Take a look at Vicki Cobb's science page - Kids Fun Page. Her little paperback books are delicious fun and can give him lots of knowledge about things his schooled peers or even many adults around him won't know about - including some pretty cool tricks. If you go to Amazon.com and type "Vicki Cobb" into the search box, you'll get a whole list of great little inexpensive books whose titles you can click on and then "look inside" or "search inside" in the Amazon site.

Also take a browse through my set of annotated set of science links: Our World and Beyond - you'll find some sites in there that can really light up his thirst for learning, but not if they're presented as curricula. You can do lots of fun science experiments with him, and it will be contributing to the big picture of helping him become a confident learner much more than if he were being given lessons. In fact, take a look through the whole set of Homeschooling Gateway to the Internet links for more things that can inspire him to realize on his own what a natural learner he is in his own way.

Try looking through the links on this page: Children’s Literature in the Science Classroom page, put together by an education professor - you may find a book or two he'd love to hear you read to him.

Remember to allow for plenty of decompression/deschooling time even after summer is over - it's really crucial. Odd as it may seem, summer vacation time simply doesn't seem to help in this regard - I've heard this time and time again over the years - it needs to happen during school season.

I know from my own experience how worrisome this can be - and I strongly recommend trying to keep your eye on the positives as much as you can and trying to forget about running him through traditional school methods that simply are not meant for him at this point. Lillian
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#19 of 21 Old 08-07-2007, 03:44 AM
 
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I just ran across an interesting article that made me think of this thread!

Learning Disabilities or Learning Differences?, a Home Education Magazine article by Marsha Ransom.

Lillian
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#20 of 21 Old 08-21-2007, 01:53 AM - Thread Starter
 
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I think this is excellent advice. My son had successful vision therapy at age 12, by the way.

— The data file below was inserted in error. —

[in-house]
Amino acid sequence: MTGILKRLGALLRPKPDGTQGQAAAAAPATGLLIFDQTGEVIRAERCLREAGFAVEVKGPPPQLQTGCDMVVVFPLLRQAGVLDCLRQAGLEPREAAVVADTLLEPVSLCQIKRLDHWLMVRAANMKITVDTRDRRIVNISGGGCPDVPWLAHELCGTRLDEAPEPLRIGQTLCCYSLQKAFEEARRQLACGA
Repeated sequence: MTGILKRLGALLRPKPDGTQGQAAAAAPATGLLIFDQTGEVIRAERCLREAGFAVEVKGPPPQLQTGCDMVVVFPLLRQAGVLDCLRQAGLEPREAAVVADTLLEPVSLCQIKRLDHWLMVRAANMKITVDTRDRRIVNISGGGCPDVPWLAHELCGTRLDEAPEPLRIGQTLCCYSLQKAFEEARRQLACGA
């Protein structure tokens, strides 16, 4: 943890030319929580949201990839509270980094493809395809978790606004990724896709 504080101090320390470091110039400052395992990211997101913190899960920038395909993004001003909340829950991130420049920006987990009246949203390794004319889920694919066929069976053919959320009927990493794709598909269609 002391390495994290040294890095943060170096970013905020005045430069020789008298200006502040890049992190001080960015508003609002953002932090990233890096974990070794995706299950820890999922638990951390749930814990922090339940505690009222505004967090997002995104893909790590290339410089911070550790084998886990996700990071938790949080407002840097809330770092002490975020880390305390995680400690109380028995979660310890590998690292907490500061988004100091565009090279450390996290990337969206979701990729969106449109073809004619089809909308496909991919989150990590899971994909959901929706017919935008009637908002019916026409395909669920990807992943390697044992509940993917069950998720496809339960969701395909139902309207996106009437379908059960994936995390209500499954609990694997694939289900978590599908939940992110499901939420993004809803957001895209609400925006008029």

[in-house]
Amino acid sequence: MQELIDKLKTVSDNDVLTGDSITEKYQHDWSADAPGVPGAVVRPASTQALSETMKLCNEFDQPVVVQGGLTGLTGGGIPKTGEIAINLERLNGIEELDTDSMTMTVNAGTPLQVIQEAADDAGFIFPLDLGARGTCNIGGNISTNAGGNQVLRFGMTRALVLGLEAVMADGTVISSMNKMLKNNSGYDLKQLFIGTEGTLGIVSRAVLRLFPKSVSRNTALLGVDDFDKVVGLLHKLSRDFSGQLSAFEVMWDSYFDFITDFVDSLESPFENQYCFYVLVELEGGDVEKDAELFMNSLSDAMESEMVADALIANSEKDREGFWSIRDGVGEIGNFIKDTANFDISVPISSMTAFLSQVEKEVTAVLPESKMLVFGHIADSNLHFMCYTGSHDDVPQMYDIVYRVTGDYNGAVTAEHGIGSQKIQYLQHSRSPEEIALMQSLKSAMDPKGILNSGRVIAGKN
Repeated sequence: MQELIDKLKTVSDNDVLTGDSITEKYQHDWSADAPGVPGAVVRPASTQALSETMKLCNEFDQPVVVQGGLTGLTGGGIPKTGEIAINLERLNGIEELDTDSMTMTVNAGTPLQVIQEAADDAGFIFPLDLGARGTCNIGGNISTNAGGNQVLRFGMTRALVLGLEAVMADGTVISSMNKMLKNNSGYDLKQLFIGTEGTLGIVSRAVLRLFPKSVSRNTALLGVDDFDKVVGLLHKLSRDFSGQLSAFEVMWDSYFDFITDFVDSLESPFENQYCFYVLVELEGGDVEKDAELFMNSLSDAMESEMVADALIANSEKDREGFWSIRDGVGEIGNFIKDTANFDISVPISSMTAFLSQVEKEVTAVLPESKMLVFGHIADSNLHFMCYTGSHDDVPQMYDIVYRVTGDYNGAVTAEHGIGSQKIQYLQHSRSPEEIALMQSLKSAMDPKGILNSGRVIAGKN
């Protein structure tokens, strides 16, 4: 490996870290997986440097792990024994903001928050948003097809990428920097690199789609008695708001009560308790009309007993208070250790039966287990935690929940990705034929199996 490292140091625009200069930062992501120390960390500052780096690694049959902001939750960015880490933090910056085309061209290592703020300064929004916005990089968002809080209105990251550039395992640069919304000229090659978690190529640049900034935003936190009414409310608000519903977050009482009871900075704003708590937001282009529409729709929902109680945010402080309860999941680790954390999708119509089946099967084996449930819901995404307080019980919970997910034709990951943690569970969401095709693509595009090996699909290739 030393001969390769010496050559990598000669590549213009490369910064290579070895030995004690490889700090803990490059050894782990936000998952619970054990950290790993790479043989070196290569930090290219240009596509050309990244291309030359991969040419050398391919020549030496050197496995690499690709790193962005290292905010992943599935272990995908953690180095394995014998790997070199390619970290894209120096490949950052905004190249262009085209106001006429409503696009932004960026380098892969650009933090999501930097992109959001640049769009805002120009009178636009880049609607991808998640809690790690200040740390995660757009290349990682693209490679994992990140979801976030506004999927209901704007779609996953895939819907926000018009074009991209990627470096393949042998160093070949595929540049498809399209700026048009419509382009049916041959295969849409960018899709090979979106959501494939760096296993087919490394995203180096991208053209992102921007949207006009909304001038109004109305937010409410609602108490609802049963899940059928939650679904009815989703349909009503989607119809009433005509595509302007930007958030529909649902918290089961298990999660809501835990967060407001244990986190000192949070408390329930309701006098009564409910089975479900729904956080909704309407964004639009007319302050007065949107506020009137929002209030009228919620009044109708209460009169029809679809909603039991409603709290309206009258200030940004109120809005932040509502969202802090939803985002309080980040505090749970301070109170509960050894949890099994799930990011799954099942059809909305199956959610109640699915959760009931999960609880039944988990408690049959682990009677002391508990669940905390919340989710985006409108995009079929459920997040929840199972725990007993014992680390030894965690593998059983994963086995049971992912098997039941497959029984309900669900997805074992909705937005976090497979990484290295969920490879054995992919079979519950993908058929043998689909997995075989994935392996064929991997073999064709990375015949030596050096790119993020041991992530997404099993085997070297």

Lillian---This is what we found out Friday about him. He had some vision therapy at the OT's office and she is now going to refer us to a dr. who performs this. We were seeing one but he is no longer a fellow and we had stopped going due to funds. I'm glad we didn't spend anymore with him since they no longer recommend him to patients now. Good news is the thearpy the ot did in her office lasted over the weekend. He had saw the ot on Friday at 11:00 a.m. He was seeing double this whole time and noone realized including myself. I guess like the article you sent from Pave says if you don't know that you are seeing different from everyone else you don't know there is a problem other than you don't catch on like your peers do. I am so glad we discovered this early. Doesn't sound early to me but according to the stats that is early and most are found at around 8th grade. eeek! I don't think I would have lasted that long. Teaching has been so very hard and has placed a wall between us, but now that we are homeschooling and not on a time schedule so to speak we can both enjoy being together mostly again before he started school. I thank everyone for all the terrific ideas! I am checking out all the links thanks for the support here at mdc.
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#21 of 21 Old 08-21-2007, 02:51 AM
 
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So it sounds like pretty good news in that now you have some information to work with. Good luck with it all. - Lillian